Supporting Using a Task Analysis

Written by Dr. Betty Patten

A task analysis is a systematic process of breaking down a complex task into smaller, more manageable steps. The goal of task analysis is to understand how a task is performed and identify the specific skills and knowledge required to complete it successfully.

Task analysis can be applied to a wide range of tasks, such as academic tasks, vocational tasks, and daily living skills. It can be used in education, training, and therapy to help individuals acquire new skills, improve existing skills, and increase their independence.

There are several different methods for conducting a task analysis, including:

  • Whole-task analysis: This involves breaking down a task into smaller steps and identifying the necessary skills and knowledge for each step.

  • Micro-task analysis: This involves breaking down a task into very small steps and identifying the specific actions and decisions required to complete each step.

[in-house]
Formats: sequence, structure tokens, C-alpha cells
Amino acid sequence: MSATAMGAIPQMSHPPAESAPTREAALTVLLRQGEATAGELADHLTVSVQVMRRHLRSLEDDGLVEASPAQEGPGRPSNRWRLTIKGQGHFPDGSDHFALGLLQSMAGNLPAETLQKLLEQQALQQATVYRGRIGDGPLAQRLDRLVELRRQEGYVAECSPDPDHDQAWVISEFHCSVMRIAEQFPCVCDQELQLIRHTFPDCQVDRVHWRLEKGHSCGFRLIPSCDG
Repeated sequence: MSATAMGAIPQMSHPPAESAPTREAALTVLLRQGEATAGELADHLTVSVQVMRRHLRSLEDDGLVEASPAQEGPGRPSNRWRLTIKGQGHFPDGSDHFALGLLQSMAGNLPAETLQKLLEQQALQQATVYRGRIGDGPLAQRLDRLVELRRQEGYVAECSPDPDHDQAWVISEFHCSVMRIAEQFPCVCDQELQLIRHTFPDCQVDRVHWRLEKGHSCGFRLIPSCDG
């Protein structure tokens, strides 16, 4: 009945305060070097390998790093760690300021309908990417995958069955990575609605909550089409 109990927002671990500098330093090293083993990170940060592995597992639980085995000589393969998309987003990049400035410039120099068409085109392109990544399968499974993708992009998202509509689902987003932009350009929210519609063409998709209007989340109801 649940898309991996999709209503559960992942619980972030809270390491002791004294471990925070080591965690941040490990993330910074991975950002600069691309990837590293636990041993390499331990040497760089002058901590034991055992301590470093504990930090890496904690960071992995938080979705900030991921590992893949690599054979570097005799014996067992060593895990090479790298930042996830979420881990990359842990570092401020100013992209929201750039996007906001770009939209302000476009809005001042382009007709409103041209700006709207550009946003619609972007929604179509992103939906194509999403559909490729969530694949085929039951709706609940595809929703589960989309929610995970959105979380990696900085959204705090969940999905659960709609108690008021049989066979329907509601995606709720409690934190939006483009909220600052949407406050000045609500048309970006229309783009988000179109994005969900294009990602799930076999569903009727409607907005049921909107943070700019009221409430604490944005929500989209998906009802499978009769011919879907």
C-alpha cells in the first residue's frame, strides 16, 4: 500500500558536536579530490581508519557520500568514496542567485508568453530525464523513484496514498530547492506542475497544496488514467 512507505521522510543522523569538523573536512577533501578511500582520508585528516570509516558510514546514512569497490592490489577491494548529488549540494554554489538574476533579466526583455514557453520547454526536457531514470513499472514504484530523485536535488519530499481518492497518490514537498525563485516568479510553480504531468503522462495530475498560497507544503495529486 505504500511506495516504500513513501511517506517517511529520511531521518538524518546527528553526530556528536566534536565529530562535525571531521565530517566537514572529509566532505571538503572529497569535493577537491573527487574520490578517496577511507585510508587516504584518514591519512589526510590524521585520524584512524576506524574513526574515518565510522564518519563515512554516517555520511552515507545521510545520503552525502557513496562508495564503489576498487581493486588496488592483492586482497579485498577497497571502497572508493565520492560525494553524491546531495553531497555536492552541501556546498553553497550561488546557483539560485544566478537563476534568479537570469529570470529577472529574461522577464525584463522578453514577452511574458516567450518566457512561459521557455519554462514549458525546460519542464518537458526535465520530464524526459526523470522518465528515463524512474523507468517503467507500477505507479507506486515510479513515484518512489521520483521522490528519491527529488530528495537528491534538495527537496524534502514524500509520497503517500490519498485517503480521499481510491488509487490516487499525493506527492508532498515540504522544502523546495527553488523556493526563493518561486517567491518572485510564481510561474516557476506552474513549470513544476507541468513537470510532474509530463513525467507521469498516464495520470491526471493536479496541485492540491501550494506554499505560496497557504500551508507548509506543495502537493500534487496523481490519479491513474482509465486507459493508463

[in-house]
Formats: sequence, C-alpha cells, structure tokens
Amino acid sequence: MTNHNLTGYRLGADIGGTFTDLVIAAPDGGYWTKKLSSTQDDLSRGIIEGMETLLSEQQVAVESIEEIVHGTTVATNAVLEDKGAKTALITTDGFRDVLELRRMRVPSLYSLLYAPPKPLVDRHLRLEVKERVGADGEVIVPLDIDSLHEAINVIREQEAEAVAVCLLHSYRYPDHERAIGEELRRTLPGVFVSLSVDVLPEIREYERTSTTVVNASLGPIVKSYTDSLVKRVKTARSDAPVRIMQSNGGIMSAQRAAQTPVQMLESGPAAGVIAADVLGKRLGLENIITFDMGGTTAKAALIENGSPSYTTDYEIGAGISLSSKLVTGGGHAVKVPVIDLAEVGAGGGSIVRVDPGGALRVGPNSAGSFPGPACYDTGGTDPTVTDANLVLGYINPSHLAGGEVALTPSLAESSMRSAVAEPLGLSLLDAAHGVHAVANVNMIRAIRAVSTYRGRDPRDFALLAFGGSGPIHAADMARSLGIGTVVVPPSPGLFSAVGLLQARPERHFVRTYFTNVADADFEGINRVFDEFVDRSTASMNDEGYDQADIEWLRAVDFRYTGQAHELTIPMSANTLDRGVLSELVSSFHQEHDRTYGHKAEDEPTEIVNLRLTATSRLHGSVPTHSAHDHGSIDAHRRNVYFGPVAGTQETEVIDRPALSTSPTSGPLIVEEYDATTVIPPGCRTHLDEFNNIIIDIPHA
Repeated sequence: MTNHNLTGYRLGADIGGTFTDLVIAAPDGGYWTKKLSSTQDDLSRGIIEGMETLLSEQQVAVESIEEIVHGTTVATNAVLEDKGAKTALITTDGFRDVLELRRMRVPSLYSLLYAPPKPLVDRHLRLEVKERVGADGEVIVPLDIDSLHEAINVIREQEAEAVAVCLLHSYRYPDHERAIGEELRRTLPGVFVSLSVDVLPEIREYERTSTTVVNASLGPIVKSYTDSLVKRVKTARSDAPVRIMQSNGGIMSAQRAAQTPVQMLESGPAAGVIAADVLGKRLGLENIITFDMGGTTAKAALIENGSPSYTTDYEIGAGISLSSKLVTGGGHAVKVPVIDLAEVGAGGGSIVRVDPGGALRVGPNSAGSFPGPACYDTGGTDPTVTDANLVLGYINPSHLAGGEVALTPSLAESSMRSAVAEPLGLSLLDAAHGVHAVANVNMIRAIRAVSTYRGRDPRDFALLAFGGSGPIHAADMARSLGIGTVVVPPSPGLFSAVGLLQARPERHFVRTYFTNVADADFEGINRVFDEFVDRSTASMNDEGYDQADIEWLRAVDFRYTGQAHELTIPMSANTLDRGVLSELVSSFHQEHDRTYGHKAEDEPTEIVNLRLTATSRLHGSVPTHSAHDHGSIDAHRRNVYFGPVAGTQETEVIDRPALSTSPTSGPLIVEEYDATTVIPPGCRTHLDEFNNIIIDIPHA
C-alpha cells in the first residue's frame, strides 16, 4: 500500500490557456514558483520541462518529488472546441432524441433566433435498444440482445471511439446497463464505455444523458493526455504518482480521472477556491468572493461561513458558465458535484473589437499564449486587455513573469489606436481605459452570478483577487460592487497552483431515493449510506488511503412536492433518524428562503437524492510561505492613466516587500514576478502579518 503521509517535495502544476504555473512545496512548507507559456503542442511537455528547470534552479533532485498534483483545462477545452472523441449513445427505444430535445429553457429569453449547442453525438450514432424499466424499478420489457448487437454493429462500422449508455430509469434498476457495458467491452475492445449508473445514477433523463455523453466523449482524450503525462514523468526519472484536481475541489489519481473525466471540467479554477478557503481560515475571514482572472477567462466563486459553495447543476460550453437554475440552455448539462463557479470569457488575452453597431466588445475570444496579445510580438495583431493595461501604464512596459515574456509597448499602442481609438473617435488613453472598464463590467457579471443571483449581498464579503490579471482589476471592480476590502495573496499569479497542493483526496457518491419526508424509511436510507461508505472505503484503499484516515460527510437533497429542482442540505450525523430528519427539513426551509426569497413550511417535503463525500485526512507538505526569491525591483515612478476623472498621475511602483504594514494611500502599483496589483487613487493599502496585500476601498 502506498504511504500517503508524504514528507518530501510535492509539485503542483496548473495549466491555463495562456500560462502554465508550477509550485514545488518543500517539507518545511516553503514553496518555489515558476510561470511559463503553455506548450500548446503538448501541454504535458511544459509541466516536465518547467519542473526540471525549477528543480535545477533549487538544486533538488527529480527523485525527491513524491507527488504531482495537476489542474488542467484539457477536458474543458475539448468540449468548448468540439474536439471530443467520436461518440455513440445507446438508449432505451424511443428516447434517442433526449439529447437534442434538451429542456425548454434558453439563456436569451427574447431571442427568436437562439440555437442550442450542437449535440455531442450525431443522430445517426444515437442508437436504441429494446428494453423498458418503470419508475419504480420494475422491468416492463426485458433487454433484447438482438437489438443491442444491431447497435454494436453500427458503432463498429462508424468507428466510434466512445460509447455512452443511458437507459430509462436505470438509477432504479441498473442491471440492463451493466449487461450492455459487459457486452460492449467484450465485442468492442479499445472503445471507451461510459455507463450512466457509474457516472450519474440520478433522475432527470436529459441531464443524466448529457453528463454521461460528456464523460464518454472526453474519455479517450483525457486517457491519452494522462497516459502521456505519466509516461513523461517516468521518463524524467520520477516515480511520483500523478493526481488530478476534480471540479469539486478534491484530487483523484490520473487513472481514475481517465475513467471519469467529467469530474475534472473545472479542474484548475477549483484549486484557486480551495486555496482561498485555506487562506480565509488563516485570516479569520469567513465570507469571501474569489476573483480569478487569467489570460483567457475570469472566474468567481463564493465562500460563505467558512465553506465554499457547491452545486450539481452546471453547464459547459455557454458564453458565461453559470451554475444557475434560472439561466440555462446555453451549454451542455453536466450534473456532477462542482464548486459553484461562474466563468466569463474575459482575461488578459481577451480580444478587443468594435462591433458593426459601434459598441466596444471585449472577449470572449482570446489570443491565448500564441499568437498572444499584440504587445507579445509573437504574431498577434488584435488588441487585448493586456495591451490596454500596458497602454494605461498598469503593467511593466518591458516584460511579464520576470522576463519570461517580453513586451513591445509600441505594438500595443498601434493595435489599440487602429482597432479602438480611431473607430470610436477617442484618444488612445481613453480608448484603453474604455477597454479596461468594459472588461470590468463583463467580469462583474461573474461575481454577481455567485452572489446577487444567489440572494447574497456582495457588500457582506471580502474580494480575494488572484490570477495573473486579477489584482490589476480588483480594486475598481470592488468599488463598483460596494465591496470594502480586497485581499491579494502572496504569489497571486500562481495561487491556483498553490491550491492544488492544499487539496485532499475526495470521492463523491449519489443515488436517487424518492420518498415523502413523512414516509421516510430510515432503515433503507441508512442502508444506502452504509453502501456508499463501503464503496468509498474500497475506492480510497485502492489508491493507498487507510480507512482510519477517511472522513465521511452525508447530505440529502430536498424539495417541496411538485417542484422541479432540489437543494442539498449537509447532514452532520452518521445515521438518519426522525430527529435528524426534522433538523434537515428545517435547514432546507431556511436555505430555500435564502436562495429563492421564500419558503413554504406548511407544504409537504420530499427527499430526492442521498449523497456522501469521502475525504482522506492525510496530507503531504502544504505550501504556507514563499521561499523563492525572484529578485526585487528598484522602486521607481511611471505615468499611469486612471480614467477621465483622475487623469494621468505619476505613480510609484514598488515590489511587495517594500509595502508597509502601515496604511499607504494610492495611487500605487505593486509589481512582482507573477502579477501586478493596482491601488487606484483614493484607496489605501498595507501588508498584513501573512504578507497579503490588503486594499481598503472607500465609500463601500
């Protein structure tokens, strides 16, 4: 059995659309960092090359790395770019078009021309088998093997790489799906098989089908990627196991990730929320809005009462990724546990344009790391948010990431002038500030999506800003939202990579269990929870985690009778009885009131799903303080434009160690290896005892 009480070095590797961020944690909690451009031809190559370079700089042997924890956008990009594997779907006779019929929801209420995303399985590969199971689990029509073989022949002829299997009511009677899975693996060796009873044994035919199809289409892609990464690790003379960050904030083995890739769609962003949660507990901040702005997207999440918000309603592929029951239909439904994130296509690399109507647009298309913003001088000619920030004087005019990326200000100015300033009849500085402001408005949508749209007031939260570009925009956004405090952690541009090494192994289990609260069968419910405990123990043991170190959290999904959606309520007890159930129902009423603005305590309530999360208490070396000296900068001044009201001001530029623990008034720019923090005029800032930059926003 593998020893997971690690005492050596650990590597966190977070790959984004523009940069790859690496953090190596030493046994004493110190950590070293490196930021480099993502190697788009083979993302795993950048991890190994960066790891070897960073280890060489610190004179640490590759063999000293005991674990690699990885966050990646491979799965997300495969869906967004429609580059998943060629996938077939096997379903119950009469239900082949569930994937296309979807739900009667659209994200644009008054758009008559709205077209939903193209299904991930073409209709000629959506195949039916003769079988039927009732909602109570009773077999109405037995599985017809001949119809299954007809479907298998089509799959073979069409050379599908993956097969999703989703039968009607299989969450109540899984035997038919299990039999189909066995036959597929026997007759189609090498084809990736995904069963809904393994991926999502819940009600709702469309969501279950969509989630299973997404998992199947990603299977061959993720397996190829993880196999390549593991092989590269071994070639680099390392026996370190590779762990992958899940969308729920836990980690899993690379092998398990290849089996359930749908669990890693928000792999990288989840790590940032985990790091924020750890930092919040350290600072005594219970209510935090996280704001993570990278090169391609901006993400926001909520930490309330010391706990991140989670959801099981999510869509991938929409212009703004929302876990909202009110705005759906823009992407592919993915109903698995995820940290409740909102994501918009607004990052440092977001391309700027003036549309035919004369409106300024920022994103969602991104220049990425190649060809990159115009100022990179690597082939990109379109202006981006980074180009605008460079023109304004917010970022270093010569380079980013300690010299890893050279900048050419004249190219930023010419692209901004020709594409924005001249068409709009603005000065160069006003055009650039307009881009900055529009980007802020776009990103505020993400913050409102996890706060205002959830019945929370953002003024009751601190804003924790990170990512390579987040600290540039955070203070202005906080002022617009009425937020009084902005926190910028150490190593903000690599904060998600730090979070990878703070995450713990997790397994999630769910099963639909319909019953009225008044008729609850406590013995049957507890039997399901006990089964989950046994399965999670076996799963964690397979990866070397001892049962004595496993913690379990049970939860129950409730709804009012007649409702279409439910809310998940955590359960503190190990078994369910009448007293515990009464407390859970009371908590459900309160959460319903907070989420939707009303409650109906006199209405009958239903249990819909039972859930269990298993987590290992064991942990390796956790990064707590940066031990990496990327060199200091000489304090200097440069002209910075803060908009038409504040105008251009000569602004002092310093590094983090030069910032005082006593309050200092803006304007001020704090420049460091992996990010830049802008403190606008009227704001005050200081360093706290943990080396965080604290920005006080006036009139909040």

• Functional task analysis: This involves analyzing the task from the perspective of the individual's needs and abilities, and identifying any accommodations or supports that may be required to complete the task successfully.

Task analysis can be used to create instructional materials, such as step-by-step instructions, flow charts, and visual aids, to help individuals learn new skills and complete tasks more efficiently and independently. It also allows to identify the prerequisite skills and knowledge that need to be taught before a specific task can be learned.

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